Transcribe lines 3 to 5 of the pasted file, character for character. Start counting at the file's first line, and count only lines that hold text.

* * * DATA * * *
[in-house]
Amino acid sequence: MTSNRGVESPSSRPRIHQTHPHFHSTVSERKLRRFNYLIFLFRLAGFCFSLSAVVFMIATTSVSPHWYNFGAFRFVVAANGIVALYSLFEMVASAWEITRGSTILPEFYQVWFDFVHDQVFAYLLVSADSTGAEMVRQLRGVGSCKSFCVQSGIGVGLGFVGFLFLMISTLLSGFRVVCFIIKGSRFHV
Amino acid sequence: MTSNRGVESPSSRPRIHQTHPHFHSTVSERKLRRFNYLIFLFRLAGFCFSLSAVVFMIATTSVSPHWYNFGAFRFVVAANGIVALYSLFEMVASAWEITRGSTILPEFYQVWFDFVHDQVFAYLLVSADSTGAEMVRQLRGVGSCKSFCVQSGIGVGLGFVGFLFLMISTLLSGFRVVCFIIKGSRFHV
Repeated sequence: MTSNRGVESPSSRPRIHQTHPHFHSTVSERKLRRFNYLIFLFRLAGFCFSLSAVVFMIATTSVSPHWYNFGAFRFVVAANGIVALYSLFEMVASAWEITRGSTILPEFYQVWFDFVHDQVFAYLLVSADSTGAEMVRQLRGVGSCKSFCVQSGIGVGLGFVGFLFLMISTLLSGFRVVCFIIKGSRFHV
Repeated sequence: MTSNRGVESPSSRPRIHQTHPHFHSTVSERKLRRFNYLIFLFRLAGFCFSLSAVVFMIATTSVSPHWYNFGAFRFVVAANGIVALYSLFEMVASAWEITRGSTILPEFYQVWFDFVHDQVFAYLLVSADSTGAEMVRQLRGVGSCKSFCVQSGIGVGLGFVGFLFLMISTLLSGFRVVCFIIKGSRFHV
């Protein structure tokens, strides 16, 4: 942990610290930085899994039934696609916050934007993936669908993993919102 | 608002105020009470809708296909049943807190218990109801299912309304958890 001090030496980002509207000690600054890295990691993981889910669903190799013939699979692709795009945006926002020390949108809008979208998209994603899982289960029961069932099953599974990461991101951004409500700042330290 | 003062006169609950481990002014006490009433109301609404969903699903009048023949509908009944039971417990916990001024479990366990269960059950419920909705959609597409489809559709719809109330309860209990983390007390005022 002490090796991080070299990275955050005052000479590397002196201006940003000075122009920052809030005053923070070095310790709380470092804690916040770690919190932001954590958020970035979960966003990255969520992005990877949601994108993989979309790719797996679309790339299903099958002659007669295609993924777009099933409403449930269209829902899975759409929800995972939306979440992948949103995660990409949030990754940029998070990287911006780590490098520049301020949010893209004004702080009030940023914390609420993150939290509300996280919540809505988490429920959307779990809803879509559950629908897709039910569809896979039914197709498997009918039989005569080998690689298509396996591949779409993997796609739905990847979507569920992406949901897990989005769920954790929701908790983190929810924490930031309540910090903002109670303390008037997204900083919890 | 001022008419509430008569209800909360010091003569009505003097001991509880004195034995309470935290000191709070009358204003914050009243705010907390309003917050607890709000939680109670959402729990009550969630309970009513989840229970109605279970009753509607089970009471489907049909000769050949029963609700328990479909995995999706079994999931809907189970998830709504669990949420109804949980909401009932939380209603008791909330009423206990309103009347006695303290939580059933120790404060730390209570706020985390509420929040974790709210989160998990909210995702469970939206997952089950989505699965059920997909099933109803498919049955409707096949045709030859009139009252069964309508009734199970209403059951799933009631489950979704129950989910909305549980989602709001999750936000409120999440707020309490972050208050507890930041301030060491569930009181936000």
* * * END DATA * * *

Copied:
Amino acid sequence: MTSNRGVESPSSRPRIHQTHPHFHSTVSERKLRRFNYLIFLFRLAGFCFSLSAVVFMIATTSVSPHWYNFGAFRFVVAANGIVALYSLFEMVASAWEITRGSTILPEFYQVWFDFVHDQVFAYLLVSADSTGAEMVRQLRGVGSCKSFCVQSGIGVGLGFVGFLFLMISTLLSGFRVVCFIIKGSRFHV
Repeated sequence: MTSNRGVESPSSRPRIHQTHPHFHSTVSERKLRRFNYLIFLFRLAGFCFSLSAVVFMIATTSVSPHWYNFGAFRFVVAANGIVALYSLFEMVASAWEITRGSTILPEFYQVWFDFVHDQVFAYLLVSADSTGAEMVRQLRGVGSCKSFCVQSGIGVGLGFVGFLFLMISTLLSGFRVVCFIIKGSRFHV
Repeated sequence: MTSNRGVESPSSRPRIHQTHPHFHSTVSERKLRRFNYLIFLFRLAGFCFSLSAVVFMIATTSVSPHWYNFGAFRFVVAANGIVALYSLFEMVASAWEITRGSTILPEFYQVWFDFVHDQVFAYLLVSADSTGAEMVRQLRGVGSCKSFCVQSGIGVGLGFVGFLFLMISTLLSGFRVVCFIIKGSRFHV